The results of tomorrow’s highly anticipated midterm elections will have significant implications for Congress as a whole — as well as its education panels, which could see change in their leadership.
While much of the congressional jockeying will hinge on each chamber’s respective majorities — and changes in seniority — there are already key players that will be well positioned to shape the higher education policymaking agenda for the 118th Congress.
As things stand, control of the Senate will hinge on a few races with razor-thin margins, and Republicans are favored to take the House. But polling doesn’t always accurately project outcomes, and these dynamics are subject to change as results roll in.
During the current congressional term the leadership in both chambers has been helmed by Democrats, with Sen. Patty Murray (D-Wash.) and Rep. Bobby Scott (D-Va.) serving as chairs of the Senate and House education committees, and Sen. Richard Burr (R-N.C.) and Rep. Virginia Foxx (R-N.C.) as ranking members of the respective panels.
Playing Musical Chairs in the Senate
With Burr’s retirement and an opening for Democrats to lead the Appropriations committee due to Sen. Patrick Leahy’s (D-Vt.) retirement, the education committee will likely see new leadership on both sides.
Should Murray move off of the committee, her leadership role would open for Sen. Bernie Sanders (I-Vt.) who would have the most seniority. For Republicans, the decision on the open position could be between Sens. Rand Paul of Kentucky and Bill Cassidy of Lousianna, and could depend on how Minority Leader Mitch McConnell (R-Ky.) distributes those roles.
“I think Sen. Cassidy has shown himself to be very interested in higher education, increasing return on investment for students and taxpayers, and has a lot of ideas,” said Lanae Erickson, senior vice president of social policy, education, and politics at Third Way. “But he's only going to be lead on the Republican side if Rand Paul moves [to another committee].”
Paul has expressed interest in leading the Homeland Security committee, but it is unclear whether McConnell, who does not have the closest of relationships with Paul, would be amenable to the move.
Preston Cooper, a senior fellow in higher education policy at the Foundation for Research on Equal Opportunity (FREOPP), said that the jockeying to lead the Senate education committee on the Republican side could strongly indicate the direction Republicans will take with higher education policy, as Paul and Cassidy come from “different areas” of the party.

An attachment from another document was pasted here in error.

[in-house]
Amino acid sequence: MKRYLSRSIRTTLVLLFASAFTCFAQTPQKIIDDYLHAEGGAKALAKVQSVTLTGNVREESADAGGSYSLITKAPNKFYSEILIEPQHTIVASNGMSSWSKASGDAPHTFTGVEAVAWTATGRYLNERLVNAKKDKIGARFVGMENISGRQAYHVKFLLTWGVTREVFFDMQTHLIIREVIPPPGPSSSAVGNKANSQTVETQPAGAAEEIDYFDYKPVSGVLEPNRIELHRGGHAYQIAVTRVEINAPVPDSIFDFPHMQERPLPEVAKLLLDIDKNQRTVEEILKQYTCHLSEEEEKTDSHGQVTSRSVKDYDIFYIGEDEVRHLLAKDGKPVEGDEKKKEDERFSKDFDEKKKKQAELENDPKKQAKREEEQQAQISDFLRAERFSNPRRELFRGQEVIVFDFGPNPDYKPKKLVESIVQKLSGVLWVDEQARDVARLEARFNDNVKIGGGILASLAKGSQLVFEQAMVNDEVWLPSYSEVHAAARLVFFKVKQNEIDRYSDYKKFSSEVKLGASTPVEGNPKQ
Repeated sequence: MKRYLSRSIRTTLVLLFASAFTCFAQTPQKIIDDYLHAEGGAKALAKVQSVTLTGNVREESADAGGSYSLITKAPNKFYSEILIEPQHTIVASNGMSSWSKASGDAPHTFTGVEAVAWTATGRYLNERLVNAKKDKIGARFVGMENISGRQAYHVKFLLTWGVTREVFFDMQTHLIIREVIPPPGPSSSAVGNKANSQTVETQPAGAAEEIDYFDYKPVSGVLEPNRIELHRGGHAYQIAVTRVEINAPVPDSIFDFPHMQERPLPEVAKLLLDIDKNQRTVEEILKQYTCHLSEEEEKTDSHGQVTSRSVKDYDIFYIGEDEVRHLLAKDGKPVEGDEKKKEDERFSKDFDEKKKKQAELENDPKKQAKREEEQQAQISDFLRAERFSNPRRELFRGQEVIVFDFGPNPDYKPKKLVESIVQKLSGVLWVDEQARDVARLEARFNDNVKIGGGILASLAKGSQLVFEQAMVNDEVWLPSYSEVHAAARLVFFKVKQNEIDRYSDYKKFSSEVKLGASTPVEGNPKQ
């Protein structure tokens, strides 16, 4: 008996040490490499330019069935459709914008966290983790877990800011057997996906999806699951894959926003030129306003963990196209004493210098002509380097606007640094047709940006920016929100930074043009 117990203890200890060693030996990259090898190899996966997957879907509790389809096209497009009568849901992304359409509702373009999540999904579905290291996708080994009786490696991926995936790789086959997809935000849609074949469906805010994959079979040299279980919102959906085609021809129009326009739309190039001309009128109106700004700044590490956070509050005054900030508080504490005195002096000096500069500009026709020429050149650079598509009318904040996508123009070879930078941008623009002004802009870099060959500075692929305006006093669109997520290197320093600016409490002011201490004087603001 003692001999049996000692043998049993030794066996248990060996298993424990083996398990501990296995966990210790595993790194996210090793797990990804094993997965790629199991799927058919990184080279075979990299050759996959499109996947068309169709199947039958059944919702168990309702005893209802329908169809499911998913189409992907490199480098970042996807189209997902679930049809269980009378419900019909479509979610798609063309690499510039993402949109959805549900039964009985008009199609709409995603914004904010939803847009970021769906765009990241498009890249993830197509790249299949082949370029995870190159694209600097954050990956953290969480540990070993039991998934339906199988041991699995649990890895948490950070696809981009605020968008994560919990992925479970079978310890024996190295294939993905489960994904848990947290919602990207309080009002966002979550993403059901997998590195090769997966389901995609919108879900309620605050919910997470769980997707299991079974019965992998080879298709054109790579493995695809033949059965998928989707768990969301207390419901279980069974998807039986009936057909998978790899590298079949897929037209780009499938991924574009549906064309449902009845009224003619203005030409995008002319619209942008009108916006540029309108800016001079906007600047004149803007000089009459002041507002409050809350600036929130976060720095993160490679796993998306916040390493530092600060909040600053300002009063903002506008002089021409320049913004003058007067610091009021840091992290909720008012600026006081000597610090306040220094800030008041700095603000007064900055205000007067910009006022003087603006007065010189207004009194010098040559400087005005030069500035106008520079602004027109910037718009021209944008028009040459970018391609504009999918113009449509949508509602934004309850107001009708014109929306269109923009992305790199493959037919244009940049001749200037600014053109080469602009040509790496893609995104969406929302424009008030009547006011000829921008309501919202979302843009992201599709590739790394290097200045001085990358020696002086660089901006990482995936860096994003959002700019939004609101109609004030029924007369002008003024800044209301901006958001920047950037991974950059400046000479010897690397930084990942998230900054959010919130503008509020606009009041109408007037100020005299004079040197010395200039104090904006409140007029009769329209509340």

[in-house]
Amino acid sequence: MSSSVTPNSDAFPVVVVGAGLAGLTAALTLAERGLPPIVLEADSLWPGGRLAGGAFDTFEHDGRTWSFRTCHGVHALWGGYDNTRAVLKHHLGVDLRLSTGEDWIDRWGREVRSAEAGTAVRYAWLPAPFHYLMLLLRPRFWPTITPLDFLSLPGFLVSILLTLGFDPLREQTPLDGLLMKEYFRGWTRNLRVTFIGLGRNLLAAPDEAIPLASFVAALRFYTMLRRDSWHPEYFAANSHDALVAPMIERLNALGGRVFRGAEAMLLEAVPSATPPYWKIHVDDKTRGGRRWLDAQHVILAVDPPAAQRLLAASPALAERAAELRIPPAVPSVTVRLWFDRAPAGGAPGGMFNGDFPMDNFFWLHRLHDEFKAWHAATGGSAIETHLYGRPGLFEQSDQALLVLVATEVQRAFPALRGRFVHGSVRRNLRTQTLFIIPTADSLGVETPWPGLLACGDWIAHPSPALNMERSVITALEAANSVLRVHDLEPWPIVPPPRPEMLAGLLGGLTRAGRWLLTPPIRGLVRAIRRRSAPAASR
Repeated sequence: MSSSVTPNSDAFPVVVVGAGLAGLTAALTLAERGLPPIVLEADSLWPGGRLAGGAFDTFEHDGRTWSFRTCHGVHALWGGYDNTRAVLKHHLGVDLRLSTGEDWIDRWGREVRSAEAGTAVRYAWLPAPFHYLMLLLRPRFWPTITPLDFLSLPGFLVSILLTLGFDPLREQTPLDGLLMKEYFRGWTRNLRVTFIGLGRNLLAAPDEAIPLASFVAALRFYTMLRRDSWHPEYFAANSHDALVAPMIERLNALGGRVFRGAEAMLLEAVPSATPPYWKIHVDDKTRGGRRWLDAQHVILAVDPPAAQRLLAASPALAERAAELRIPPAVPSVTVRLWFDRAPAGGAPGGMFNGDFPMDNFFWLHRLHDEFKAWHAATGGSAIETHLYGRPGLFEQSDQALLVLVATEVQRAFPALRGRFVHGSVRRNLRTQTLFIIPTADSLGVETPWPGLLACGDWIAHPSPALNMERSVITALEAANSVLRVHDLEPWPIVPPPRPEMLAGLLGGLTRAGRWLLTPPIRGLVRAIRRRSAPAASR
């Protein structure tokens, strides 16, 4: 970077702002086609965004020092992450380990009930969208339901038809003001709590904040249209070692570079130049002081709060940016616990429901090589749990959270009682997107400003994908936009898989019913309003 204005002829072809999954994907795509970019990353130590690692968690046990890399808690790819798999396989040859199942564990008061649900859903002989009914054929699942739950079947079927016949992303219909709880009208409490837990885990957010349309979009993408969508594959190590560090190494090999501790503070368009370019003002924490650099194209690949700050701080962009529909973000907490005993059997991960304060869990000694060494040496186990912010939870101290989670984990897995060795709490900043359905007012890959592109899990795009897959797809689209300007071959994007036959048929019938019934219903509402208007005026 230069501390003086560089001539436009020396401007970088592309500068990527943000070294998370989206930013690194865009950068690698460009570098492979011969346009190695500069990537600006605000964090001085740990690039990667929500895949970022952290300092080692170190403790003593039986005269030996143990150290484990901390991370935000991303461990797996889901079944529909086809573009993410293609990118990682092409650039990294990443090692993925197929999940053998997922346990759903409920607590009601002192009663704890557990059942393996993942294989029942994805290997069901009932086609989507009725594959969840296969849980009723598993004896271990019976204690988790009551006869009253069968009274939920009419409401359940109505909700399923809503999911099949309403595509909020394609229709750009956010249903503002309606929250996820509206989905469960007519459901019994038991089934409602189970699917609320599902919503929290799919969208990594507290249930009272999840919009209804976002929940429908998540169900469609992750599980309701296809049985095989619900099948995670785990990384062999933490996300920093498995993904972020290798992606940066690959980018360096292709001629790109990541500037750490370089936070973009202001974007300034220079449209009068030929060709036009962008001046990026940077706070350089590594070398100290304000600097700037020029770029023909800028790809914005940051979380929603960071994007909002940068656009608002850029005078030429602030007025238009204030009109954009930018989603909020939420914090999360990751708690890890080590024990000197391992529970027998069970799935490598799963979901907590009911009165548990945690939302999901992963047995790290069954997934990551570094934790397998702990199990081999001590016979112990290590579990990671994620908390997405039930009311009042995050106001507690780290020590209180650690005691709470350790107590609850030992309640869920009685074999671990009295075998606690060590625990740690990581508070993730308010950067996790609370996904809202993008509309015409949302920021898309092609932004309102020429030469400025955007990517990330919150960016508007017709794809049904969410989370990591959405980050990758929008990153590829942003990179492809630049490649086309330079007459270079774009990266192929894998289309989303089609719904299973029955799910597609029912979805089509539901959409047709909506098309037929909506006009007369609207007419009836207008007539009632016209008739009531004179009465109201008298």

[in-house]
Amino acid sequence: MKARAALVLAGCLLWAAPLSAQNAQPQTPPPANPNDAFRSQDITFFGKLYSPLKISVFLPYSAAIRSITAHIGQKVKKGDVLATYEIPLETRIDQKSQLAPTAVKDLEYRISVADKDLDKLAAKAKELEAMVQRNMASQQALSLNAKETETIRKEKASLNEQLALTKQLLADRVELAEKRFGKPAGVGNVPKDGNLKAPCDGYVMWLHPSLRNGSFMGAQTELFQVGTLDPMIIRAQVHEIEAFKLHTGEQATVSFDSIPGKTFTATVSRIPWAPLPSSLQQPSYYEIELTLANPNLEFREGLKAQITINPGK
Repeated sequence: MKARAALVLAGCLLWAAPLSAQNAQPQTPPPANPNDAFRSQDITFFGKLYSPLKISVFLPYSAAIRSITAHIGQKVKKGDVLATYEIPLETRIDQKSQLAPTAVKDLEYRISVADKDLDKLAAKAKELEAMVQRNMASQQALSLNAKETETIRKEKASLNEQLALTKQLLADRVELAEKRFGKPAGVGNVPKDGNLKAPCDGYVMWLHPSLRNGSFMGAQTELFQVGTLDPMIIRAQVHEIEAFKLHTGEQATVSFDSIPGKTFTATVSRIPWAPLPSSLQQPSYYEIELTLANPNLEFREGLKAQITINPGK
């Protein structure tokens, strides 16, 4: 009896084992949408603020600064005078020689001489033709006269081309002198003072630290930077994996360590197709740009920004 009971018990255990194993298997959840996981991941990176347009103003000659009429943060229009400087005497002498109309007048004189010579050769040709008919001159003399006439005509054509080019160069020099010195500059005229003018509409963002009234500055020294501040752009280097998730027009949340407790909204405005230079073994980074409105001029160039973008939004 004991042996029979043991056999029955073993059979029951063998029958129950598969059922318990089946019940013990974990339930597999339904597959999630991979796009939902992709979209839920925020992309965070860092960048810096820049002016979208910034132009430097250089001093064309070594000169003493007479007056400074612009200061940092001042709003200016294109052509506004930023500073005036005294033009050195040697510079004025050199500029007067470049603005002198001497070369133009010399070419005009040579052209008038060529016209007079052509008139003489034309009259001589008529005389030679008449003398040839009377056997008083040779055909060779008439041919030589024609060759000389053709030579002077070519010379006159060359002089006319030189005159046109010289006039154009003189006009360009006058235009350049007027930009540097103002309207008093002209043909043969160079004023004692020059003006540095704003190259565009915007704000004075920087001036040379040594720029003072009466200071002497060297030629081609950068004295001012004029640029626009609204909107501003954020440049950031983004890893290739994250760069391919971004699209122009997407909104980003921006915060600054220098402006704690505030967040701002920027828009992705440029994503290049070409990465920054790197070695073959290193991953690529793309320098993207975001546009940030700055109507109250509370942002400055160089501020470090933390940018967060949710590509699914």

“Rand Paul is very much a small government, free market guy. Bill Cassidy is a bit more moderate — he's one of the lead sponsors of the College Transparency Act. That's a big priority of his,” Cooper said. “The Senate leadership race could make some differences in terms of what kind of actions Senate Republicans take on higher education looking forward into the next Congress.”
Amid this shuffling, though, Erickson does not have high hopes for bipartisan action.
“In either of those circumstances, I just don't see a ton of opportunity for bipartisan progress,” Erickson said. “Sanders has his own approach to higher education, but it's not one that anyone in the Republican Party — as far as I can see — shares, let alone Rand Paul.”
Cooper largely agreed with that assessment.
“Bernie Sanders and Rand Paul are about as far apart as you can get in the Senate,” Cooper said. “I would hope that there might be some potential areas for bipartisan agreement. … There's bipartisan skepticism too, of course, but I would hope that at least the Democratic and Republican leaders can put their differences aside on a few issues.”
“Either way, it's going to be an extremely slim majority,” Erickson said. “Meaning in order to get anything done, it is going to have to be substantially bipartisan in a way we haven't really seen the higher education debate to be in the past two years.”
Shifting House Dynamics
It’s likely that the House education panel’s leadership won’t change — both Scott and Foxx are up for reelection tomorrow, but the races are solidly in their favor. Though Foxx does need to obtain a waiver from Republicans in order to lead the panel due to party term limits, Erickson said the former chair shouldn’t have much trouble obtaining the permission.
“Crazier things have happened,” Erickson said. “There’s not that many people within the Republican party who prioritize higher education as their top issue.”